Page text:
His interest in dance and friendship with choreographer Merce Cunningham led him to a greater interest in percussion instruments and creating structures based on lengths of time. In 1938, Cage was working on a dance piece and found himself very limited in terms of performance space. Instead of using a large percussion ensemble, as was usual for him at the time, had to limit himself to a much smaller ensemble. Cage decided to use a single piano and, remembering the experiments of his friend and colleague, Henry Cowell, he began inserting screws, bolts, and pieces of felt between the strings to dramatically alter the sounds that could be created at the keyboard. This practice became known as prepared piano, and will be explored in more depth below in the section on the Bowed Piano Ensemble. Here is an example of one of Cage's prepared piano pieces:
Cage, Sonatas and Interludes for Prepared Piano: First Interlude
Inspired by Asian philosophy and the work of composer Morton Feldman, Cage also became interested in aleatoricism, the use of chance operations in the creative process. Using chance as part of the compositional process transformed the role of the composer from "making to accepting," as Cage put it, and that idea fascinated him. Cage rolled dice, tossed coins, and found a wide variety of ways to introduce chance into his pieces.
His interest in aleatory music also led him to new ideas about the aesthetics of silence. If chance could soften the composer's control over his piece and make compositions more spontaneous and natural, then silence could represent an even stronger negation of the composer's intentions and preferences. To Cage, a silent concert hall represented the absence of intentional sounds, but other sounds remained: unintentional, ambient sounds. In other words, when intentional sounds are silenced, what remains is the natural noise of the world around us.
In 1952 he combined his interest in aleatoricism with his new ideas about silence in 4'33", his most famous and controversial composition. The piece consists of three movements of silence, the lengths of which were determined by chance operations, totaling 4 minutes and 33 seconds. Some dismiss Cage as a charlatan and see 4'33" as little more than a joke or scam. Others value the piece for the philosophical questions it evokes: What is music, what is noise, and what is the role of a composer? Watch this performance of 4'33" by the BBC Symphony Orchestra and decide for yourself:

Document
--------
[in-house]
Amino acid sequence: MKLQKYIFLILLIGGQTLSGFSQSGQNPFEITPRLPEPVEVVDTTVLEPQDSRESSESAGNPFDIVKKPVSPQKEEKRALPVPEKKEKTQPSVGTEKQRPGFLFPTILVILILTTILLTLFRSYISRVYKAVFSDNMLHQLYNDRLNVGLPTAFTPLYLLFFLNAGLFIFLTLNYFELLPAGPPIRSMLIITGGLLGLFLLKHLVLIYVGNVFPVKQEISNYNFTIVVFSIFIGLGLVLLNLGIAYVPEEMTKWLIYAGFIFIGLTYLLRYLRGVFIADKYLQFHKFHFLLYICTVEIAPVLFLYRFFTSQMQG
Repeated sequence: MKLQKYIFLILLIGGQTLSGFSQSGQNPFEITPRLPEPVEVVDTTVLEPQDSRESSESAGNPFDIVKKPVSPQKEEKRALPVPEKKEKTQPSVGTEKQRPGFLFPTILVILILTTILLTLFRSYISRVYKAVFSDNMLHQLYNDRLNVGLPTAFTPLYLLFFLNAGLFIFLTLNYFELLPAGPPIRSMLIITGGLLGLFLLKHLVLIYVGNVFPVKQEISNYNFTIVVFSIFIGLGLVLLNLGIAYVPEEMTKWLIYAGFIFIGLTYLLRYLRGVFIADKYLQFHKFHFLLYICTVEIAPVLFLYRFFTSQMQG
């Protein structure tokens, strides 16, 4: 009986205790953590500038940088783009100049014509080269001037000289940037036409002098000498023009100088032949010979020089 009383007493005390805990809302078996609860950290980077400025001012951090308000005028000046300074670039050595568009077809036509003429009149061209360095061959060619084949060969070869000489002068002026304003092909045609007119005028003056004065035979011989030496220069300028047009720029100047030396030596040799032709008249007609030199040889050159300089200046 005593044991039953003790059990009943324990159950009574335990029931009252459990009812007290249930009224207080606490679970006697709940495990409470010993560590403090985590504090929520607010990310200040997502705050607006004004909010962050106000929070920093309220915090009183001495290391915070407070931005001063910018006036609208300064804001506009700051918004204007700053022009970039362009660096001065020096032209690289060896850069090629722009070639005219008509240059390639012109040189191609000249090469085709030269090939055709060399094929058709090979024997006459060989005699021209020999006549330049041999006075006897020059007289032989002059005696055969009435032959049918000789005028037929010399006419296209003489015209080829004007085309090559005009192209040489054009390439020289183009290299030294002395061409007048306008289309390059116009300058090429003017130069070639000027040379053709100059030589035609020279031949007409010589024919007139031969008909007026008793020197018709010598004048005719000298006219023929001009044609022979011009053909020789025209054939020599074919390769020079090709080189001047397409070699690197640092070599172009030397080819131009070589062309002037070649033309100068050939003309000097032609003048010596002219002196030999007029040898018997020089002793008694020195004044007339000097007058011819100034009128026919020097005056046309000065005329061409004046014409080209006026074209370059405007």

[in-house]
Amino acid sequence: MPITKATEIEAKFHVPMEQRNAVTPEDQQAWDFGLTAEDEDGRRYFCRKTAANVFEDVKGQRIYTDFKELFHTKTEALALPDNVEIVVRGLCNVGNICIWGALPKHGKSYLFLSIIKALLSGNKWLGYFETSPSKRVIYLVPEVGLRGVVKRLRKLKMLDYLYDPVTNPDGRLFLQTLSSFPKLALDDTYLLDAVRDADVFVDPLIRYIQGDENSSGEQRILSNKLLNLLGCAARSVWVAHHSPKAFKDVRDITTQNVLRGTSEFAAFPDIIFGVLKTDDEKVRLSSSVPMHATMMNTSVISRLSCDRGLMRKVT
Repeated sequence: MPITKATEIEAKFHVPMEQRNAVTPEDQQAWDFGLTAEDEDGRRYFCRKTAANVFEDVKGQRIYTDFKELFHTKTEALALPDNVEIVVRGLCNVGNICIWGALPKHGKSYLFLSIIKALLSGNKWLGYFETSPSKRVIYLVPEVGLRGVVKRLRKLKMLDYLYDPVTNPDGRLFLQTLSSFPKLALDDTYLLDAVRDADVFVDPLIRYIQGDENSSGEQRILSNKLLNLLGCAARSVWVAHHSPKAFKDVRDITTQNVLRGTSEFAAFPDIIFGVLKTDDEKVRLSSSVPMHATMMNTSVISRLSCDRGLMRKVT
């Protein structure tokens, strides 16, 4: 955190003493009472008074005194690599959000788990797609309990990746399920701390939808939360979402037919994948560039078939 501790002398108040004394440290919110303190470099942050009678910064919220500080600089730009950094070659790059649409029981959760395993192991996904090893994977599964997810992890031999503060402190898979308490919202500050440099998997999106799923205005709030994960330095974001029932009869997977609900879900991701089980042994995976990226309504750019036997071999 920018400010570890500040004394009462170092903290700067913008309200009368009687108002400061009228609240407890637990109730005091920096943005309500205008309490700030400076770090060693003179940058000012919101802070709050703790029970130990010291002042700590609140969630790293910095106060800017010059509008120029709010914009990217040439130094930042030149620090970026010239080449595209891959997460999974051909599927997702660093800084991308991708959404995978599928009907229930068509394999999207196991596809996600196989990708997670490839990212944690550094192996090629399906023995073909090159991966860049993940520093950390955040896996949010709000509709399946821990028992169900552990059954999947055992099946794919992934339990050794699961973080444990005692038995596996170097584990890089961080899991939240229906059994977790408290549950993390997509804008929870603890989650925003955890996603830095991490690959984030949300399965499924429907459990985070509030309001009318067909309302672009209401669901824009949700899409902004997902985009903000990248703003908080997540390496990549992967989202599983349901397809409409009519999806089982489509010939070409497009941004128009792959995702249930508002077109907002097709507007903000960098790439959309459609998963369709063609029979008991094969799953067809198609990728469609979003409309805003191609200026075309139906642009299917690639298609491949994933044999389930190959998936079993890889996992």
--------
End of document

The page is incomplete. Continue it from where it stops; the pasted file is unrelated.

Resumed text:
Cage, 4'33" performed by the BBC Symphony Orchestra
Arvo Pärt and Tintinnabuli
Arvo Pärt (1935-) is an Estonian composer who has also experimented with several different compositional approaches throughout his career. His earliest works are neo-classical, meaning that they draw on the styles and forms of music from the time of Mozart, Haydn, and Beethoven. In the 1960s he began studying the serial techniques of Schoenberg and the Second Viennese School, applying those ideas to rhythm in addition to pitch in his pieces. Soviet officials scorned these serial pieces for their harsh dissonance, and they also criticized Pärt's overt expressions of Christian belief in some of his works.
After receiving such strong disapproval, Pärt revamped his style again. He started to study Gregorian chant and other early music, which led him to return to a much more simple and consonant aesthetic. He then developed a technique that he called 'tintinnabuli'. The term is drawn from the sound of tintinnabulation, or tinkling of bells, which is represented by the three notes of a triad in his technique. In the tintinnabuli style, a melodic voice moves in small intervals around a central pitch, while a second voice (the tintinnabuli voice) sounds the notes of the tonic triad, one at a time, moving together with the melodic voice as in chorale-type homophony. In Fratres for Strings and Percussion, this technique is combined with a low drone and occasional interjections from the percussion section.
Pärt, Fratres for Strings and Percussion
Experiments with Instruments
The Bowed Piano Ensemble
Prepared piano for 10 players
Experiments with Technology
Musique concrète and Sampling
Making music out of sounds through recording technology